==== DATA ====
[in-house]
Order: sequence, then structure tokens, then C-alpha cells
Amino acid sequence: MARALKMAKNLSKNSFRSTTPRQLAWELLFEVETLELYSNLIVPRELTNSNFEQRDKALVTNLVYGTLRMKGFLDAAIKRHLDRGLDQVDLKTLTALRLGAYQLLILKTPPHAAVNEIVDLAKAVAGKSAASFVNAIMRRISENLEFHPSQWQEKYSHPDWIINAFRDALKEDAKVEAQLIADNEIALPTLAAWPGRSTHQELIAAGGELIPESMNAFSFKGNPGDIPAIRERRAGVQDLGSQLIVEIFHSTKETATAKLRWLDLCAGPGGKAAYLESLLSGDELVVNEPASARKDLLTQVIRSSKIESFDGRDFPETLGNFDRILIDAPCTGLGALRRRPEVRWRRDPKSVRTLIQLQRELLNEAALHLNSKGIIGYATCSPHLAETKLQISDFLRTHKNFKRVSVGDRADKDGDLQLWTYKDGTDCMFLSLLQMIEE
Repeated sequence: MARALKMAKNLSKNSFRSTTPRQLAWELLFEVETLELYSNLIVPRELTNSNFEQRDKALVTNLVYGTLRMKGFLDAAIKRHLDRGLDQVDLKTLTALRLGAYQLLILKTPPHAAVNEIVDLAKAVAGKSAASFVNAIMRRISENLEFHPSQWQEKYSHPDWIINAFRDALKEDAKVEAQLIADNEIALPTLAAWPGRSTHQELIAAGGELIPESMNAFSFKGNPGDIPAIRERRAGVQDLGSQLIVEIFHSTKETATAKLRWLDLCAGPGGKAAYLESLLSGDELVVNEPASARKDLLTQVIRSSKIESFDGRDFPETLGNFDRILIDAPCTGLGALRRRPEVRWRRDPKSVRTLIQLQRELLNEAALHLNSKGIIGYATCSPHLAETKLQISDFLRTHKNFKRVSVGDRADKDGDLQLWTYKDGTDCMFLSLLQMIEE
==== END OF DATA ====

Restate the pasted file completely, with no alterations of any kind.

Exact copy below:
[in-house]
Order: sequence, then structure tokens, then C-alpha cells
Amino acid sequence: MARALKMAKNLSKNSFRSTTPRQLAWELLFEVETLELYSNLIVPRELTNSNFEQRDKALVTNLVYGTLRMKGFLDAAIKRHLDRGLDQVDLKTLTALRLGAYQLLILKTPPHAAVNEIVDLAKAVAGKSAASFVNAIMRRISENLEFHPSQWQEKYSHPDWIINAFRDALKEDAKVEAQLIADNEIALPTLAAWPGRSTHQELIAAGGELIPESMNAFSFKGNPGDIPAIRERRAGVQDLGSQLIVEIFHSTKETATAKLRWLDLCAGPGGKAAYLESLLSGDELVVNEPASARKDLLTQVIRSSKIESFDGRDFPETLGNFDRILIDAPCTGLGALRRRPEVRWRRDPKSVRTLIQLQRELLNEAALHLNSKGIIGYATCSPHLAETKLQISDFLRTHKNFKRVSVGDRADKDGDLQLWTYKDGTDCMFLSLLQMIEE
Repeated sequence: MARALKMAKNLSKNSFRSTTPRQLAWELLFEVETLELYSNLIVPRELTNSNFEQRDKALVTNLVYGTLRMKGFLDAAIKRHLDRGLDQVDLKTLTALRLGAYQLLILKTPPHAAVNEIVDLAKAVAGKSAASFVNAIMRRISENLEFHPSQWQEKYSHPDWIINAFRDALKEDAKVEAQLIADNEIALPTLAAWPGRSTHQELIAAGGELIPESMNAFSFKGNPGDIPAIRERRAGVQDLGSQLIVEIFHSTKETATAKLRWLDLCAGPGGKAAYLESLLSGDELVVNEPASARKDLLTQVIRSSKIESFDGRDFPETLGNFDRILIDAPCTGLGALRRRPEVRWRRDPKSVRTLIQLQRELLNEAALHLNSKGIIGYATCSPHLAETKLQISDFLRTHKNFKRVSVGDRADKDGDLQLWTYKDGTDCMFLSLLQMIEE